Expert on superconductivity
Following graduation, Carbotte worked as a Research Associate in the Physics Department of Cornell University, Ithaca, NY, and in 1965 he became an Assistant Professor of Physics at McMaster University in Hamilton, Ontario. After a year at McGill University, he returned to McMaster to take a position as Associate Professor and was promoted to Professor in 1972. In 1996, he was honoured with the title University Professor at McMaster.
Prof. Carbotte is interested in condensed matter theory, which is the study of the electronic, optical, magnetic, thermal and structural properties of materials such as liquids and solids. He has worked in several fields, including positron annihilation in metals, and its role in superconductivity and transport properties. He has also investigated the field of dilute metallic alloys employing density functional theory to calculate electronic and lattice relaxation effects around impurity atoms. More recent studies are focussed on superconductivity, especially on the new high Tc oxides. He heads a team of seven graduate students and a postdoctoral fellow who are investigating how superconducting properties reflect the microscopic mechanism, and what limitations exist in recent popular theories on the subject.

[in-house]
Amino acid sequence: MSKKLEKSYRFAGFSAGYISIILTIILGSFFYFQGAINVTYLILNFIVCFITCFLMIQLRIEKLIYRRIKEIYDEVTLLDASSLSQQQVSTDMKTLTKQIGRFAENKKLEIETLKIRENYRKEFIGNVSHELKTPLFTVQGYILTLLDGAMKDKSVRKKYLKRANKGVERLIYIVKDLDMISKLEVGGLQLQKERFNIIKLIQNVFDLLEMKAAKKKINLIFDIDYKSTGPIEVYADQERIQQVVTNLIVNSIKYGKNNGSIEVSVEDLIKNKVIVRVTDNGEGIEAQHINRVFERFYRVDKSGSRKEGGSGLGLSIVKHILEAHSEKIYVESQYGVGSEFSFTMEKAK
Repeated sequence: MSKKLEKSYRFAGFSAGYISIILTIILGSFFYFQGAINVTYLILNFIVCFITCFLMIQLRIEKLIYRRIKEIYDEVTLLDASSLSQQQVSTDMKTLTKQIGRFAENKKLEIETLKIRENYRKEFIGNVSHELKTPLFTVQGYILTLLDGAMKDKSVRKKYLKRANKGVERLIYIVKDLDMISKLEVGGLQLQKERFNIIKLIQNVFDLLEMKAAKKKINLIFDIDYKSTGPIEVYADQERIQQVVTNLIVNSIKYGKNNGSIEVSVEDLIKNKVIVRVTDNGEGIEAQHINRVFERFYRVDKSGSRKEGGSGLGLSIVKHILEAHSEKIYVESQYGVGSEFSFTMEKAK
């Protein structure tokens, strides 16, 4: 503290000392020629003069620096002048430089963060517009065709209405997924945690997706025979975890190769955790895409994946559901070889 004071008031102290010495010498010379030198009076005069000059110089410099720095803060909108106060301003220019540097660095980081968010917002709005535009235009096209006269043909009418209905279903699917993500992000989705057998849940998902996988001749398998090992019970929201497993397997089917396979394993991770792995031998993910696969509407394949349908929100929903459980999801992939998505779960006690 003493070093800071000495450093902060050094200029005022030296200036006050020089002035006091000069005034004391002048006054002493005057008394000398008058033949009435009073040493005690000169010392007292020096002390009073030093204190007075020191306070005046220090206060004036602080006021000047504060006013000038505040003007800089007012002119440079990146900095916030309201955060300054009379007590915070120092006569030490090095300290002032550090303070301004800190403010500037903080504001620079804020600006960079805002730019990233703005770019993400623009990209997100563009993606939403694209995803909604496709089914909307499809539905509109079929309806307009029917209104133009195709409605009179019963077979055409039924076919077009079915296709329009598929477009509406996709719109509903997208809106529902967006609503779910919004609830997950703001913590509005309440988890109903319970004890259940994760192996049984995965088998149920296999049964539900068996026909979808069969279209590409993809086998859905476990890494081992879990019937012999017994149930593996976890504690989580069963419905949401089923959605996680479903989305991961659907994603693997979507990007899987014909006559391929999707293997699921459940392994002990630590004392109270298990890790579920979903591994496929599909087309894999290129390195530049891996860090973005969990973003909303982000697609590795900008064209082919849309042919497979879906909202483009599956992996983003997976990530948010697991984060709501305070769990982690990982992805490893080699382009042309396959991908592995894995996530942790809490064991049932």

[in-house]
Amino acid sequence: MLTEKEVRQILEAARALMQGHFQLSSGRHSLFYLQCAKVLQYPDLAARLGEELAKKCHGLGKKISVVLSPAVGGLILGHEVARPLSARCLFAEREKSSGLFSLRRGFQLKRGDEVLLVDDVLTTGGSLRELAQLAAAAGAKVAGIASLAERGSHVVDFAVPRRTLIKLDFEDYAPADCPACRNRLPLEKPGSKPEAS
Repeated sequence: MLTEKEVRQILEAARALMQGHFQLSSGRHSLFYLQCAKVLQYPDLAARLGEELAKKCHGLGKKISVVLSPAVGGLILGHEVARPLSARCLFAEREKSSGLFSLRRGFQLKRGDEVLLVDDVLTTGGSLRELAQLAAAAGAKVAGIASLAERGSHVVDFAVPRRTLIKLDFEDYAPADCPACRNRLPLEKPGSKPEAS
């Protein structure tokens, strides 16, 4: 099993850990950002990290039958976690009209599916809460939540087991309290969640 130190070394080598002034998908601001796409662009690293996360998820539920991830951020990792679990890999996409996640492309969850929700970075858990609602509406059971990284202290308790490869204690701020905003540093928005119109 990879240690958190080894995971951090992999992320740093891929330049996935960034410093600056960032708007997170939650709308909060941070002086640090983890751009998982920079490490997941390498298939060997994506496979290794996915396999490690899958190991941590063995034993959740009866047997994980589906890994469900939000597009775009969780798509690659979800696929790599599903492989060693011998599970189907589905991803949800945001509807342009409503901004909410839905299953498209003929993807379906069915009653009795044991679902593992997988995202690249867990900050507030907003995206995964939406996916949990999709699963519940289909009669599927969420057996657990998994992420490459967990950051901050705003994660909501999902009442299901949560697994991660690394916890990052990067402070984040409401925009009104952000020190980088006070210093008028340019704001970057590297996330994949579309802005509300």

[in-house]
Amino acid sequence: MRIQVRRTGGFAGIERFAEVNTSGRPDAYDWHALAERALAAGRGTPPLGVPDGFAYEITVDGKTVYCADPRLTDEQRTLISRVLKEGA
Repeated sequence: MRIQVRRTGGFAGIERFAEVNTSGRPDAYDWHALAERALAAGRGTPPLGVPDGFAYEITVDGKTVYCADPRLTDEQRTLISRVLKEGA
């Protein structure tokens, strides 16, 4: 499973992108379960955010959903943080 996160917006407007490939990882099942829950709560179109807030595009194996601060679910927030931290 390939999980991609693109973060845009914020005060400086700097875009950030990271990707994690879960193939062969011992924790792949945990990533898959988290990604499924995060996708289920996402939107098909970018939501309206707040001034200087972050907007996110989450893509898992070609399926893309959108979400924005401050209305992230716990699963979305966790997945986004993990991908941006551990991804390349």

Carbotte is a Fellow and the Founding Director of the Canadian Institute for Advanced Research (CIFAR)'s Program in Superconductivity. In 1998, he also became the Science Advisor to CIFAR's President.